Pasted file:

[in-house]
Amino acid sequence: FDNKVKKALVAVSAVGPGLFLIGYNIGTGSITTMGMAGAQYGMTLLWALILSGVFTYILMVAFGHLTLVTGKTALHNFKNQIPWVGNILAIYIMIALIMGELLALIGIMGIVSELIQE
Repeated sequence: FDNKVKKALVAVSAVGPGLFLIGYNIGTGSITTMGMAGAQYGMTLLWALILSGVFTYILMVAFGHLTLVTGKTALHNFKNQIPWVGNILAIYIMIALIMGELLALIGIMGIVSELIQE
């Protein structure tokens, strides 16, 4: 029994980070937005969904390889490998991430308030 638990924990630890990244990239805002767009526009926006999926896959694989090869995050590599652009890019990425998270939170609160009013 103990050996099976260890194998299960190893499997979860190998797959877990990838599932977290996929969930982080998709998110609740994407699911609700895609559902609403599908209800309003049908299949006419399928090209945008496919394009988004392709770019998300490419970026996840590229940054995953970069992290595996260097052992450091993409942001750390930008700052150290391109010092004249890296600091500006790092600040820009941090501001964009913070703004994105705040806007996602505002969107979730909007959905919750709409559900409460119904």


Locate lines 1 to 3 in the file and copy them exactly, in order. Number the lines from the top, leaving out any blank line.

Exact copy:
[in-house]
Amino acid sequence: FDNKVKKALVAVSAVGPGLFLIGYNIGTGSITTMGMAGAQYGMTLLWALILSGVFTYILMVAFGHLTLVTGKTALHNFKNQIPWVGNILAIYIMIALIMGELLALIGIMGIVSELIQE
Repeated sequence: FDNKVKKALVAVSAVGPGLFLIGYNIGTGSITTMGMAGAQYGMTLLWALILSGVFTYILMVAFGHLTLVTGKTALHNFKNQIPWVGNILAIYIMIALIMGELLALIGIMGIVSELIQE